Reassurance about the resilience of the natural world.

WE WILL LIVE IN THIS FOREST AGAIN

When wildfires rage in a California forest, animals flee; they can return when spring brings new growth.

Inspired by her own experiences in the 2017 fires in California, Marino tells this story in the nostalgic but also hopeful voice of one of the forest-dwellers, a deer. The approaching fire comes as a surprise. “I used to think this forest would always be our home,” the narrator says. The gentle foreshadowing works even for her young audience. An unnoticed spark becomes flames. The animals flee; even the mountain lion is not as fierce as the fire. The exhausted animals reach safety, clean themselves, and wait. Creatures that might not normally get along have banded together. Time passes. Eventually there are new leaves and shoots. The forest is returning, and so can they. In Marino’s poetic text the leaves and branches that “crinkled and crunched” in the fall nicely contrast with the new growth that “will be soft and quiet’ underfoot. In her illustrations, these animals are basically silhouettes with dark eyes and bodies textured by color and shadow. These double-page spreads have the translucence of watercolors and constantly change colors. The yellows and greens of the forest are overtaken by fiery reds and oranges, which turn to sooty gray, then warm brown with, finally, shoots of green. The deer is hopeful. “In time, our forest will return.”

Reassurance about the resilience of the natural world. (author’s note, facts, further information) (Picture book. 3-7)

Pub Date: Oct. 6, 2020

ISBN: 978-0-8234-4699-5

Page Count: 40

Publisher: Neal Porter/Holiday House

Review Posted Online: July 28, 2020

Kirkus Reviews Issue: Aug. 15, 2020

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Hee haw.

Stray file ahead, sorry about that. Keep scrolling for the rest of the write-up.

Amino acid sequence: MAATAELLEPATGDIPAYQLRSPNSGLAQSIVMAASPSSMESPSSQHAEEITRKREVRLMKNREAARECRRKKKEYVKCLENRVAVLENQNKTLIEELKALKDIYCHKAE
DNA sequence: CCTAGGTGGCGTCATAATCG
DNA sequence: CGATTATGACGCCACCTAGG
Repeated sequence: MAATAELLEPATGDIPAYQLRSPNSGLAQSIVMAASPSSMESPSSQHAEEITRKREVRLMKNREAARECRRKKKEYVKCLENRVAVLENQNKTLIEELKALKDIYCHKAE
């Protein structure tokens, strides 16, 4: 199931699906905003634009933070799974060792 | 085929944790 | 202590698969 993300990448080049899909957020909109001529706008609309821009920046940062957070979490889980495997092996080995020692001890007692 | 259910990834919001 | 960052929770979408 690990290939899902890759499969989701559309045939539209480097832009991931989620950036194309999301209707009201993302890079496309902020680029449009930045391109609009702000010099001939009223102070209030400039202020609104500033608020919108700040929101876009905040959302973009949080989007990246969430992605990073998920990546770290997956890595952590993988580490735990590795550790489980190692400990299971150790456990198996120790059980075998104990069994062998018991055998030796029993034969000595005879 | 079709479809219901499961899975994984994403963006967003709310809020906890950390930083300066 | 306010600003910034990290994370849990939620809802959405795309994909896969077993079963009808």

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THE WONKY DONKEY

The print version of a knee-slapping cumulative ditty.

In the song, Smith meets a donkey on the road. It is three-legged, and so a “wonky donkey” that, on further examination, has but one eye and so is a “winky wonky donkey” with a taste for country music and therefore a “honky-tonky winky wonky donkey,” and so on to a final characterization as a “spunky hanky-panky cranky stinky-dinky lanky honky-tonky winky wonky donkey.” A free musical recording (of this version, anyway—the author’s website hints at an adults-only version of the song) is available from the publisher and elsewhere online. Even though the book has no included soundtrack, the sly, high-spirited, eye patch–sporting donkey that grins, winks, farts, and clumps its way through the song on a prosthetic metal hoof in Cowley’s informal watercolors supplies comical visual flourishes for the silly wordplay. Look for ready guffaws from young audiences, whether read or sung, though those attuned to disability stereotypes may find themselves wincing instead or as well.

Hee haw. (Picture book. 5-7)

Pub Date: May 1, 2010

ISBN: 978-0-545-26124-1

Page Count: 26

Publisher: Scholastic

Review Posted Online: Dec. 29, 2018

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A sweet reminder that it’s easy to weather a storm with the company and kindness of friends.

GOOD NIGHT, LITTLE BLUE TRUCK

Is it a stormy-night scare or a bedtime book? Both!

Little Blue Truck and his good friend Toad are heading home when a storm lets loose. Before long, their familiar, now very nervous barnyard friends (Goat, Hen, Goose, Cow, Duck, and Pig) squeeze into the garage. Blue explains that “clouds bump and tumble in the sky, / but here inside we’re warm and dry, / and all the thirsty plants below / will get a drink to help them grow!” The friends begin to relax. “Duck said, loud as he could quack it, / ‘THUNDER’S JUST A NOISY RACKET!’ ” In the quiet after the storm, the barnyard friends are sleepy, but the garage is not their home. “ ‘Beep!’ said Blue. ‘Just hop inside. / All aboard for the bedtime ride!’ ” Young readers will settle down for their own bedtimes as Blue and Toad drop each friend at home and bid them a good night before returning to the garage and their own beds. “Blue gave one small sleepy ‘Beep.’ / Then Little Blue Truck fell fast asleep.” Joseph’s rich nighttime-blue illustrations (done “in the style of [series co-creator] Jill McElmurry”) highlight the power of the storm and capture the still serenity that follows. Little Blue Truck has been chugging along since 2008, but there seems to be plenty of gas left in the tank.

A sweet reminder that it’s easy to weather a storm with the company and kindness of friends. (Picture book. 3-6)

Pub Date: Oct. 22, 2019

ISBN: 978-1-328-85213-7

Page Count: 32

Publisher: HMH Books

Review Posted Online: June 23, 2019

Kirkus Reviews Issue: July 15, 2019

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